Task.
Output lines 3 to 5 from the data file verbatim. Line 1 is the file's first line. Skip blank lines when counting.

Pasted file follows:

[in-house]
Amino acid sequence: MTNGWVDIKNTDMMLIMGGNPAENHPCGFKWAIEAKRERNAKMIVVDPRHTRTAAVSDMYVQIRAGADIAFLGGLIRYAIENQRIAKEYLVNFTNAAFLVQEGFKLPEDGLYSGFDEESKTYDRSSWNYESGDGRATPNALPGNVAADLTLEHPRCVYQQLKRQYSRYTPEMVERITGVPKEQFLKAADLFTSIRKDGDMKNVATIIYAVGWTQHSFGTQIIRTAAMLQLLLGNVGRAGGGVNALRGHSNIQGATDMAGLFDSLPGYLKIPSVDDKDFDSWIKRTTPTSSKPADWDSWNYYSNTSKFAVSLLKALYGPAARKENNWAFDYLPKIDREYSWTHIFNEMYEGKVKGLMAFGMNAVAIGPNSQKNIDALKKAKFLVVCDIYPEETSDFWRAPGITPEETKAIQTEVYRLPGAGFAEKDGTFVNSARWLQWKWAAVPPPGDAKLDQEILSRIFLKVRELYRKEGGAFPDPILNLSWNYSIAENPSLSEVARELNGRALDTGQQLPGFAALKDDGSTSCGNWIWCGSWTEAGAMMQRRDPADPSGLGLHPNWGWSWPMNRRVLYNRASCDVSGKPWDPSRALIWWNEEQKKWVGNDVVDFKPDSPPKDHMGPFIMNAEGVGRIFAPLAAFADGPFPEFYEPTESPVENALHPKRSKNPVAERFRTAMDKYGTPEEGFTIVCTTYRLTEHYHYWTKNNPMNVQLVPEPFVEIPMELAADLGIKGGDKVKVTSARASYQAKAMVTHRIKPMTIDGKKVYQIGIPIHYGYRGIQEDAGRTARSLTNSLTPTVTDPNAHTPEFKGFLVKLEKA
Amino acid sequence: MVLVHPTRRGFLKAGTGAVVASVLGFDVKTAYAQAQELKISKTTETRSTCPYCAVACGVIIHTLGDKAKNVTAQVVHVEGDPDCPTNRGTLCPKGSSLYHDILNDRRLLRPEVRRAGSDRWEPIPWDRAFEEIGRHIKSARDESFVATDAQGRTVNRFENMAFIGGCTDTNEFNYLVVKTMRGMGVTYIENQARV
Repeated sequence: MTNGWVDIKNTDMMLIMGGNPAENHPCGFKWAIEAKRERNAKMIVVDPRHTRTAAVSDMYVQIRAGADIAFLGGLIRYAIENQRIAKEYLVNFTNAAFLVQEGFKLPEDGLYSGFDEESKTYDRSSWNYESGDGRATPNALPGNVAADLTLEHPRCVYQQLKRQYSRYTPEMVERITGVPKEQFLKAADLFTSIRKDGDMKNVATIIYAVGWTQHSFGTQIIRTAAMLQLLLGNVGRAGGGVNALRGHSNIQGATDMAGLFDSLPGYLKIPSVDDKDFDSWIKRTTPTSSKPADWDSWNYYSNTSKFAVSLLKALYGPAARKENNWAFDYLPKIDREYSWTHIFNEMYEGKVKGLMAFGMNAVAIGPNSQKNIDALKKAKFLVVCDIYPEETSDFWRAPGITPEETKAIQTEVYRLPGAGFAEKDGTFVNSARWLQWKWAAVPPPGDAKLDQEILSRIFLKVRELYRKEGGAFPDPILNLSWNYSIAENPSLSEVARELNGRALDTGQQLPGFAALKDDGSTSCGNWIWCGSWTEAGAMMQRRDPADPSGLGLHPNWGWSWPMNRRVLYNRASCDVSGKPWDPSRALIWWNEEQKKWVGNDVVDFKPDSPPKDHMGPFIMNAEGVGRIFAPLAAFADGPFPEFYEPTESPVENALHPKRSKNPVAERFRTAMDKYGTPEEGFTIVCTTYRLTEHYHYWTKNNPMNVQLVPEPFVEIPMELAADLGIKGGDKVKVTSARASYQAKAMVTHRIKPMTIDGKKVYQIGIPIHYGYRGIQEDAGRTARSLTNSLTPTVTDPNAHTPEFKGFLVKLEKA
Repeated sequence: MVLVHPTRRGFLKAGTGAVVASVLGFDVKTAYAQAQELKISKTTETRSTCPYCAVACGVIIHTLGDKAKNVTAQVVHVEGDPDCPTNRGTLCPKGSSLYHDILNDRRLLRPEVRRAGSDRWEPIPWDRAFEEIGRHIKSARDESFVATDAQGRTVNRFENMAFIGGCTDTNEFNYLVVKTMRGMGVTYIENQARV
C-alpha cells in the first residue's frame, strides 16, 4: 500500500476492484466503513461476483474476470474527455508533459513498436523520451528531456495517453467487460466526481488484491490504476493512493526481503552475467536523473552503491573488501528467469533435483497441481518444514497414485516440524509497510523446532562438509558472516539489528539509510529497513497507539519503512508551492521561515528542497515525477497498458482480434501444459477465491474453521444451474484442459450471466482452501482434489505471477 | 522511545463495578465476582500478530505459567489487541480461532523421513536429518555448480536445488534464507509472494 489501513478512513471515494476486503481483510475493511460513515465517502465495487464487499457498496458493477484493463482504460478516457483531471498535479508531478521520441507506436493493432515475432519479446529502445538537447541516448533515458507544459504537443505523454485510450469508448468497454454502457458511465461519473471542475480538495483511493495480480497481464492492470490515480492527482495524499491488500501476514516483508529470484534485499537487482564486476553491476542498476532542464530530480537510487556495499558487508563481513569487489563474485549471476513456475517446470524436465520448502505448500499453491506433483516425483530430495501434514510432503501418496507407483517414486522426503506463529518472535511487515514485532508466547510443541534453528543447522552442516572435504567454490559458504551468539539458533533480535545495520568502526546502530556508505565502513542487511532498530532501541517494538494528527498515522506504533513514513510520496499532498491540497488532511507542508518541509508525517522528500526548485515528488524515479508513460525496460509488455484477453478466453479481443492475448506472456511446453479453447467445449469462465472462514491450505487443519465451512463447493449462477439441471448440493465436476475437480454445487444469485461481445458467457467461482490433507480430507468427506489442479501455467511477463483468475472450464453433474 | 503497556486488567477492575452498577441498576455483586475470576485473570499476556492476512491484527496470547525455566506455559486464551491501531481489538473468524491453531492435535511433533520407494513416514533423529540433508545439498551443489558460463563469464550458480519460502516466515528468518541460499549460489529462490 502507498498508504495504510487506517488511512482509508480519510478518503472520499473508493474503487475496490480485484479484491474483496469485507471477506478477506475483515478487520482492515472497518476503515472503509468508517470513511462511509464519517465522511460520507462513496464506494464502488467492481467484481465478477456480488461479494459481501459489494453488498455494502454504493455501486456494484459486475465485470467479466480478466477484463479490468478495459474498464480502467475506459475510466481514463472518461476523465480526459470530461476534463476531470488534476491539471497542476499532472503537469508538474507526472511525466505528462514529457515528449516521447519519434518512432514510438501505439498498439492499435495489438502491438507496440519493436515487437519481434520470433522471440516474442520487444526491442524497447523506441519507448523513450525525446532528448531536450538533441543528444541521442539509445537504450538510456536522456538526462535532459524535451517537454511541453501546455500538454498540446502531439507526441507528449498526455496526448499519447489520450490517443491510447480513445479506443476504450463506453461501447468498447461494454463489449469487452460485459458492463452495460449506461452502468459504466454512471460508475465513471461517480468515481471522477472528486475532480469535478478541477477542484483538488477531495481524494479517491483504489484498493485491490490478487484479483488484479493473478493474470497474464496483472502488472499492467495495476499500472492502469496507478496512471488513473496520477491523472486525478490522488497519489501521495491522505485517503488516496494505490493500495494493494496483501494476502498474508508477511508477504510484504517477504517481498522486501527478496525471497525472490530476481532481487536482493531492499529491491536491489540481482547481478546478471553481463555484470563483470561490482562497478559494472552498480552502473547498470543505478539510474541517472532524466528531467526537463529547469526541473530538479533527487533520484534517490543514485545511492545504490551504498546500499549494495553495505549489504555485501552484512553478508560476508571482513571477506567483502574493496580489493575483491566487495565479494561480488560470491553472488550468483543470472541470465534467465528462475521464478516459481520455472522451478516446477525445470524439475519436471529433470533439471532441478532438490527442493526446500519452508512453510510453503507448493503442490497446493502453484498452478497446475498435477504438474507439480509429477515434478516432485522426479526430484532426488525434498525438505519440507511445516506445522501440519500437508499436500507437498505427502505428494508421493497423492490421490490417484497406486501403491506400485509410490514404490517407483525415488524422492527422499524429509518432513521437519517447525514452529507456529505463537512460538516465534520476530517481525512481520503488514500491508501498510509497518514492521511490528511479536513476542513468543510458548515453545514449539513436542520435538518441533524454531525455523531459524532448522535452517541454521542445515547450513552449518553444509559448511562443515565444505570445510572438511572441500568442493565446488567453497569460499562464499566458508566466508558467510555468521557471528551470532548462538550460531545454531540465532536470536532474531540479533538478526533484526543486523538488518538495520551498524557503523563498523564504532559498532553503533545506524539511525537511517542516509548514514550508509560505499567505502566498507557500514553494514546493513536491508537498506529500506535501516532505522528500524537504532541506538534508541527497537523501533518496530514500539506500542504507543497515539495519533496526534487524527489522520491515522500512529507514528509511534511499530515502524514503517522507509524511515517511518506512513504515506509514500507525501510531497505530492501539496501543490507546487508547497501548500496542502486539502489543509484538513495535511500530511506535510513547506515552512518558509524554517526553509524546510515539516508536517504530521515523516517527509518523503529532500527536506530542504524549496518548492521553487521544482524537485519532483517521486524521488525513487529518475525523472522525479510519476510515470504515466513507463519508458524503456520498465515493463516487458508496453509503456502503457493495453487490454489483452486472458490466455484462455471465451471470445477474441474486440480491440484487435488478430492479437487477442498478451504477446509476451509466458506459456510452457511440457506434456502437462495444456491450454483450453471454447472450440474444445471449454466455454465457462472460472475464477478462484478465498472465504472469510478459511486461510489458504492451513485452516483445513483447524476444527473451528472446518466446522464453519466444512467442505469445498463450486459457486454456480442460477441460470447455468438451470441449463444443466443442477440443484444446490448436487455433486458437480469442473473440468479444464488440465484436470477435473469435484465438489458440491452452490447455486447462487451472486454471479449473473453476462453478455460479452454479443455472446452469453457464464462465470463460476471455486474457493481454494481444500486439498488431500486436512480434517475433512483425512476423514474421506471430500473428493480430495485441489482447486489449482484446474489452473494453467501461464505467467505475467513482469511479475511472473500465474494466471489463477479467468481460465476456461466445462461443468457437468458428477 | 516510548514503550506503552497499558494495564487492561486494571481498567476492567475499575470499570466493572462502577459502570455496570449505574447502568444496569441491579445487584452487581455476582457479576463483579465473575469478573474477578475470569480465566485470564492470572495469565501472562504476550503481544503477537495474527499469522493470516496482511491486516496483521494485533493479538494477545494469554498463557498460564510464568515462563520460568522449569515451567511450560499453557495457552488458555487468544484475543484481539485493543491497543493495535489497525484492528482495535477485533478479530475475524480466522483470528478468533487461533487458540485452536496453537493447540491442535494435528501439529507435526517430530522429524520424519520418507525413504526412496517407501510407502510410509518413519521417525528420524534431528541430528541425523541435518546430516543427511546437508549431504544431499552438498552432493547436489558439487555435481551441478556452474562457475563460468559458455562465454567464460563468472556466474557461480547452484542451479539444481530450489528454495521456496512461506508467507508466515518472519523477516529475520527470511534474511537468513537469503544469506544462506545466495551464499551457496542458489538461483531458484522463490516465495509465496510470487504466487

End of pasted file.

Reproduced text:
Amino acid sequence: MVLVHPTRRGFLKAGTGAVVASVLGFDVKTAYAQAQELKISKTTETRSTCPYCAVACGVIIHTLGDKAKNVTAQVVHVEGDPDCPTNRGTLCPKGSSLYHDILNDRRLLRPEVRRAGSDRWEPIPWDRAFEEIGRHIKSARDESFVATDAQGRTVNRFENMAFIGGCTDTNEFNYLVVKTMRGMGVTYIENQARV
Repeated sequence: MTNGWVDIKNTDMMLIMGGNPAENHPCGFKWAIEAKRERNAKMIVVDPRHTRTAAVSDMYVQIRAGADIAFLGGLIRYAIENQRIAKEYLVNFTNAAFLVQEGFKLPEDGLYSGFDEESKTYDRSSWNYESGDGRATPNALPGNVAADLTLEHPRCVYQQLKRQYSRYTPEMVERITGVPKEQFLKAADLFTSIRKDGDMKNVATIIYAVGWTQHSFGTQIIRTAAMLQLLLGNVGRAGGGVNALRGHSNIQGATDMAGLFDSLPGYLKIPSVDDKDFDSWIKRTTPTSSKPADWDSWNYYSNTSKFAVSLLKALYGPAARKENNWAFDYLPKIDREYSWTHIFNEMYEGKVKGLMAFGMNAVAIGPNSQKNIDALKKAKFLVVCDIYPEETSDFWRAPGITPEETKAIQTEVYRLPGAGFAEKDGTFVNSARWLQWKWAAVPPPGDAKLDQEILSRIFLKVRELYRKEGGAFPDPILNLSWNYSIAENPSLSEVARELNGRALDTGQQLPGFAALKDDGSTSCGNWIWCGSWTEAGAMMQRRDPADPSGLGLHPNWGWSWPMNRRVLYNRASCDVSGKPWDPSRALIWWNEEQKKWVGNDVVDFKPDSPPKDHMGPFIMNAEGVGRIFAPLAAFADGPFPEFYEPTESPVENALHPKRSKNPVAERFRTAMDKYGTPEEGFTIVCTTYRLTEHYHYWTKNNPMNVQLVPEPFVEIPMELAADLGIKGGDKVKVTSARASYQAKAMVTHRIKPMTIDGKKVYQIGIPIHYGYRGIQEDAGRTARSLTNSLTPTVTDPNAHTPEFKGFLVKLEKA
Repeated sequence: MVLVHPTRRGFLKAGTGAVVASVLGFDVKTAYAQAQELKISKTTETRSTCPYCAVACGVIIHTLGDKAKNVTAQVVHVEGDPDCPTNRGTLCPKGSSLYHDILNDRRLLRPEVRRAGSDRWEPIPWDRAFEEIGRHIKSARDESFVATDAQGRTVNRFENMAFIGGCTDTNEFNYLVVKTMRGMGVTYIENQARV